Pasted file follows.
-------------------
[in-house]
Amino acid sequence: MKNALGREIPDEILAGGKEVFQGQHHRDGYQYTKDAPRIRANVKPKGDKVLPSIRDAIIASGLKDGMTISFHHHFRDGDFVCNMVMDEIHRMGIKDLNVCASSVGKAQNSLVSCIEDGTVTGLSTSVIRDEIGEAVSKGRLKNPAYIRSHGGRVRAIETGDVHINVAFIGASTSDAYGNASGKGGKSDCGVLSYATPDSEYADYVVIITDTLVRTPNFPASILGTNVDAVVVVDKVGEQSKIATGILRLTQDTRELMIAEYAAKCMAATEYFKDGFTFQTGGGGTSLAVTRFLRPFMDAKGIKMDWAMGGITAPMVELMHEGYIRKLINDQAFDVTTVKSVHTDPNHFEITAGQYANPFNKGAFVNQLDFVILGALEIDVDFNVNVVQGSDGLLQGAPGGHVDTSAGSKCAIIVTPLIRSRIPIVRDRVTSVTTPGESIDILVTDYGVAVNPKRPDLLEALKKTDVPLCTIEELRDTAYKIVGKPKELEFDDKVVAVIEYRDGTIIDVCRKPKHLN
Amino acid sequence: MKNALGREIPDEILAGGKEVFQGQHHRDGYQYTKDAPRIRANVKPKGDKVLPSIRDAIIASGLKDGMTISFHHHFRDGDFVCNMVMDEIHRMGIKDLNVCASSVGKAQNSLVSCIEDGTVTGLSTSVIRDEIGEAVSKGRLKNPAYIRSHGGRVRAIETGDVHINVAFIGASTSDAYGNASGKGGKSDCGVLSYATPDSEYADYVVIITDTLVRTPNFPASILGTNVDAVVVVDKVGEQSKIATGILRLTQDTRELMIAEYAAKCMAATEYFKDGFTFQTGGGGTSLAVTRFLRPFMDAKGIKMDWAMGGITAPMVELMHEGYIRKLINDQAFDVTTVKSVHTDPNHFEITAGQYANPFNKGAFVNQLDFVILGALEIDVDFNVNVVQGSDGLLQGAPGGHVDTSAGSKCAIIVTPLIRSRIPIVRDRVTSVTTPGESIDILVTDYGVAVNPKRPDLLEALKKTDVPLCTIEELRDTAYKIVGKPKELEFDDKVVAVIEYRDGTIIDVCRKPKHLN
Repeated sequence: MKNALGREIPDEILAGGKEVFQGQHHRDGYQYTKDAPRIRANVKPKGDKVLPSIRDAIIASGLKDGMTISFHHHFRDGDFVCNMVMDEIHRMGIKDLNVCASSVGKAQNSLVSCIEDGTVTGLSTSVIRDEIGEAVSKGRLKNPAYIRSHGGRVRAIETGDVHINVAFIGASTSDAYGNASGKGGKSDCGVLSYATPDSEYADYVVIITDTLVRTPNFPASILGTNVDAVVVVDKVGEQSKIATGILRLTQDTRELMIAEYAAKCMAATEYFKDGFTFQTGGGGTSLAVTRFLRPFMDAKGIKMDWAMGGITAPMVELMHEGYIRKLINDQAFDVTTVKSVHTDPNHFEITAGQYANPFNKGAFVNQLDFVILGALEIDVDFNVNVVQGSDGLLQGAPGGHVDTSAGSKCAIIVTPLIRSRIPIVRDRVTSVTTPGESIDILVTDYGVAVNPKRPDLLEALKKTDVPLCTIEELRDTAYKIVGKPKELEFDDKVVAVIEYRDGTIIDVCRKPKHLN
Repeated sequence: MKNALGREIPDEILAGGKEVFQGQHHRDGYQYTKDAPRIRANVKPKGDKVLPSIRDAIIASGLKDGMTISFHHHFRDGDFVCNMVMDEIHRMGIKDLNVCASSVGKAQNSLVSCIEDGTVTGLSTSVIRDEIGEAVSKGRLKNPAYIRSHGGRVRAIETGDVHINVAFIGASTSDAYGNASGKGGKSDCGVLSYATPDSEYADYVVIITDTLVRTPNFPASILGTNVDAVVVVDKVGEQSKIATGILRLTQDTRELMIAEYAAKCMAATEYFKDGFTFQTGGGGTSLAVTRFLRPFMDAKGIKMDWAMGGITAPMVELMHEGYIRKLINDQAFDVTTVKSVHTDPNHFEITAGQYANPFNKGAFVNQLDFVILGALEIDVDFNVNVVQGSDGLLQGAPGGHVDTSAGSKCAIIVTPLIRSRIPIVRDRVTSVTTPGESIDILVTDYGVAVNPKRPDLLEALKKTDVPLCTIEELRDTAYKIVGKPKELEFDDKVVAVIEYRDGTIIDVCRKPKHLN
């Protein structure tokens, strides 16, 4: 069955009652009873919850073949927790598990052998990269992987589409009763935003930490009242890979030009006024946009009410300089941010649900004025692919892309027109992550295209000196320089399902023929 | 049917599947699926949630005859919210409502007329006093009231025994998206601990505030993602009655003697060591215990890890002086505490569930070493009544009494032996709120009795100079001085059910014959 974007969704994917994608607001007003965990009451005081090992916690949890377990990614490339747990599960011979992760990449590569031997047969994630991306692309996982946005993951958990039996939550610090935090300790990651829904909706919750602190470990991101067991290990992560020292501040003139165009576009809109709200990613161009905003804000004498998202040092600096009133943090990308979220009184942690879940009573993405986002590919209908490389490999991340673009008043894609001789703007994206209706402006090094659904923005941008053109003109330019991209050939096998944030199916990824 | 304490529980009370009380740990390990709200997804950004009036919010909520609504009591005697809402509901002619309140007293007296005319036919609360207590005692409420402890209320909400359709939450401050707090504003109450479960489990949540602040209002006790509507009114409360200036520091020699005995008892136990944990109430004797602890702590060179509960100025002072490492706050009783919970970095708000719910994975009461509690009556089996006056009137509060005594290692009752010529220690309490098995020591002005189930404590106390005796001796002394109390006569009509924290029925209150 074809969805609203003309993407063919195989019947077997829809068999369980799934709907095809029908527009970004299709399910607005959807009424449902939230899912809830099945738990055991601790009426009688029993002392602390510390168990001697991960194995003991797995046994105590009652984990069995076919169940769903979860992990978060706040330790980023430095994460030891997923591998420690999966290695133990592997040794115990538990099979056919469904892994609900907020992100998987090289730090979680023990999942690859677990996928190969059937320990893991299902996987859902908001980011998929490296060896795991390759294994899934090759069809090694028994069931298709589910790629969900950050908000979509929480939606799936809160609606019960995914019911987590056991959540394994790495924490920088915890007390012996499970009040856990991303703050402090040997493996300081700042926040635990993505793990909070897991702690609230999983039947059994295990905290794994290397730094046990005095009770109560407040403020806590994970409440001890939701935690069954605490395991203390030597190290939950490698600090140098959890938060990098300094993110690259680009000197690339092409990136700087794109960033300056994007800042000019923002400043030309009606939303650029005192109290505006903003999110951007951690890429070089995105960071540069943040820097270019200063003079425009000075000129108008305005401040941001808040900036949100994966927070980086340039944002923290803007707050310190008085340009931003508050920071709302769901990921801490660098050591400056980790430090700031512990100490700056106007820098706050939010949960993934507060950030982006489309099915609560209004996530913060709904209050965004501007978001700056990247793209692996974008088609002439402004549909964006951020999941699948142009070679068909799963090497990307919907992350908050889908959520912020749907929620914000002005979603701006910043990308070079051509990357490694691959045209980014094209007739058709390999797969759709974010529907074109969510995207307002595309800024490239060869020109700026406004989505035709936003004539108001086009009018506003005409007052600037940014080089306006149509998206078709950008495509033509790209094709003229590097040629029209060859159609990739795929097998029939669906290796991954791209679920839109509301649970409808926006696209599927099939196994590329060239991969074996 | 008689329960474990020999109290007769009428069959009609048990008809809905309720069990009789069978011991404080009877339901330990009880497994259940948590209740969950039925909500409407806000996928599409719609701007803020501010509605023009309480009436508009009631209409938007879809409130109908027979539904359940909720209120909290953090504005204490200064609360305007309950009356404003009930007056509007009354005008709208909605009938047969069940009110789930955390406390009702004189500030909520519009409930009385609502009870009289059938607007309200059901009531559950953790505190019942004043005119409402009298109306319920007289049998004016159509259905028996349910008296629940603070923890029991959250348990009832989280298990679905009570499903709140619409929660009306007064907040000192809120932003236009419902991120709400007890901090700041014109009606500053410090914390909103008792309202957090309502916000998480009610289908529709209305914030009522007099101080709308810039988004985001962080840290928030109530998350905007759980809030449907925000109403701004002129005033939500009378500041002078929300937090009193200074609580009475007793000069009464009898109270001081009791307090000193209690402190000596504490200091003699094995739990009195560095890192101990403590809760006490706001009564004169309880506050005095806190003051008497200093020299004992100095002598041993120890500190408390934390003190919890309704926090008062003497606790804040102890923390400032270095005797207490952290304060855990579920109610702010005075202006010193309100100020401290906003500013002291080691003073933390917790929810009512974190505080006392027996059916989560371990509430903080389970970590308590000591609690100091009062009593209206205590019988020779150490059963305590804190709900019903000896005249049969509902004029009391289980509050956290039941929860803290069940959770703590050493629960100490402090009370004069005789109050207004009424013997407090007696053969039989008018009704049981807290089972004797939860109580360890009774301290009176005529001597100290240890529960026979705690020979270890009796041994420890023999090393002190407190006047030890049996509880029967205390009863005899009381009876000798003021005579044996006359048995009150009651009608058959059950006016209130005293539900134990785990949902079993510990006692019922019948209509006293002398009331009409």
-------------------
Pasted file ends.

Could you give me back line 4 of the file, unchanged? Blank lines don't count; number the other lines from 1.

Repeated sequence: MKNALGREIPDEILAGGKEVFQGQHHRDGYQYTKDAPRIRANVKPKGDKVLPSIRDAIIASGLKDGMTISFHHHFRDGDFVCNMVMDEIHRMGIKDLNVCASSVGKAQNSLVSCIEDGTVTGLSTSVIRDEIGEAVSKGRLKNPAYIRSHGGRVRAIETGDVHINVAFIGASTSDAYGNASGKGGKSDCGVLSYATPDSEYADYVVIITDTLVRTPNFPASILGTNVDAVVVVDKVGEQSKIATGILRLTQDTRELMIAEYAAKCMAATEYFKDGFTFQTGGGGTSLAVTRFLRPFMDAKGIKMDWAMGGITAPMVELMHEGYIRKLINDQAFDVTTVKSVHTDPNHFEITAGQYANPFNKGAFVNQLDFVILGALEIDVDFNVNVVQGSDGLLQGAPGGHVDTSAGSKCAIIVTPLIRSRIPIVRDRVTSVTTPGESIDILVTDYGVAVNPKRPDLLEALKKTDVPLCTIEELRDTAYKIVGKPKELEFDDKVVAVIEYRDGTIIDVCRKPKHLN